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Jalan Tukang Besi

Jonker Street’s coffee underground: The ultimate Malaccan café hop!

By Kenny Mah

Patrons at The Daily Fix are a mix of locals and tourists. — Pictures by CK LimPatrons at The Daily Fix are a mix of locals and tourists. — Pictures by CK LimMALACCA, June 7 — Possibly the most popular destination in my hometown, the UNESCO World Heritage Site of Malacca, has to be Jonker Street. Pre-war Peranakan residences are transformed into tourist magnets filled with antiques, souvenirs, museums, homestays and eateries offering Nyonya laksa, dodol (durian candy) and the infamous chicken rice balls.

Lesser known are the growing number of artisanal cafés that serve coffee and fusion fare in nostalgic environments harking back to the good old days. (Except “the good old days” these days come with a decent flat white made by local hippie baristas.)

What better way to explore these coffee havens than to embark on a full day of café hopping? You have to start at Jonker Street (officially known as Jalan Hang Jebat) naturally. Hidden in the back of a souvenir store is The Daily Fix, a surprisingly sunny café (thanks to the natural light from the air-well in the interior courtyard).

A wall of colourful enamel dishes at The Daily Fix.A wall of colourful enamel dishes at The Daily Fix.The brainchild of owner Julian Yeo, The Daily Fix has an easy-going Antipodean meets historical Malacca ambience. Vibrant mismatched furniture share the space with a wall of colourful enamel dishes. A profusion of green plants brings a tranquil side of nature indoors.

The café gets its beans from a variety of coffee roasters; recent offerings include Toraja from Sprezzatura Coffee and Nuts+Bolts from Pulp by Papa Palheta. For sweet treats, try the Pandan Gula Melaka Pancakes, fluffy and redolent of the aromatic screwpine leaves and local palm sugar. The mint cake is another fresh bite, when they have it.

The Daily Fix’s Pandan Gula Melaka Pancakes are fluffy and redolent of aromatic screwpine leaves and local palm sugar.The Daily Fix’s Pandan Gula Melaka Pancakes are fluffy and redolent of aromatic screwpine leaves and local palm sugar.To reach the second café, turn left from Jonker Street into Jalan Hang Kasturi and then right into Jalan Tukang Besi. This street is thus named thanks to the former metal workers who used to ply their trade here. That slice of history comes alive at Kaya Kaya Café, where even the reclaimed wood tables are adorned with antiquated metalwork.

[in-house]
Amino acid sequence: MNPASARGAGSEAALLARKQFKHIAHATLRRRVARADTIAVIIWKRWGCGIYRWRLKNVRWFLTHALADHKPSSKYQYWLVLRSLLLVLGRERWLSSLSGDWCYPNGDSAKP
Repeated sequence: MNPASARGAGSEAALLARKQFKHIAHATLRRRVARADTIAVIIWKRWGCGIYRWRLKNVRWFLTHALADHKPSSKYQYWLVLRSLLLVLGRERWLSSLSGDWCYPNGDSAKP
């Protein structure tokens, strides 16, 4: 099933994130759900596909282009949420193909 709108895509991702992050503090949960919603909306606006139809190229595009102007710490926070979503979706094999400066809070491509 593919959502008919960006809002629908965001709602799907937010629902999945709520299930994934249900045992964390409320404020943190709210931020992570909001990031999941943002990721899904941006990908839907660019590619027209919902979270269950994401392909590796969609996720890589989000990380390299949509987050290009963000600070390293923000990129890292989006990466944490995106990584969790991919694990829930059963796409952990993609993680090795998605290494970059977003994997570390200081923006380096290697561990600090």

Rattan chairs abound in the interior courtyard. A two-storey wall mural here declares the origin of the café’s name: in Zulu, “kaya” means “home”, while in Turkish, it means “stone”, which is quite appropriate for a “stone home” with lots of exposed red brick walls.

Malacca Elvis — a pancake version of Elvis Presley’s favourite peanut butter, banana and bacon sandwich — is Kaya Kaya Café’s signature dish.Malacca Elvis — a pancake version of Elvis Presley’s favourite peanut butter, banana and bacon sandwich — is Kaya Kaya Café’s signature dish.Besides coffee, Kaya Kaya Café also offers homemade pandan and lemongrass brews as well as Fuller’s Organic Honey Dew beer for those who enjoy a zesty tipple. Manager Pak Siew Yong, a former Malaccan tea house owner, recommends their signature Malacca Elvis, a pancake take on the King of Rock and Roll’s beloved peanut butter, banana and bacon sandwich.

A two-storey wall mural at Kaya Kaya Café tells the story of the café’s name.A two-storey wall mural at Kaya Kaya Café tells the story of the café’s name.Next, enjoy a leisurely stroll towards the Malacca River, before turning left into Lorong Hang Jebat and crossing the bridge over the river. Hidden in Lorong Jambatan, a quiet back alley, is a tiny café named after its address: Alley No. 5. Its secluded location means you can sip your cuppa while enjoying some peace away from the tourist hordes of Jonker Street.

Owner Yalu also runs The Bridge Loft, a popular homestay for backpackers above the café. The retro décor draws from a 1960s palette of Shanghainese sirens crooning on old radios. During its golden past, the alley and nearby Kampung Java used to bustle with opium dens, brothels and Chinese theatres.

A refreshing affogato at Alley No. 5, for those sweltering Malaccan afternoons (left). The secluded Alley No. 5 is located downstairs, below The Bridge Loft, a popular homestay for backpackers (right).A refreshing affogato at Alley No. 5, for those sweltering Malaccan afternoons (left). The secluded Alley No. 5 is located downstairs, below The Bridge Loft, a popular homestay for backpackers (right).Today, only a few traditional businesses such as goldsmiths, barber shops, and a rubber stamp manufacturer have survived but Alley No. 5 continues to draw a lively and dedicated evening clientele with their regularly held musical performances by local indie bands.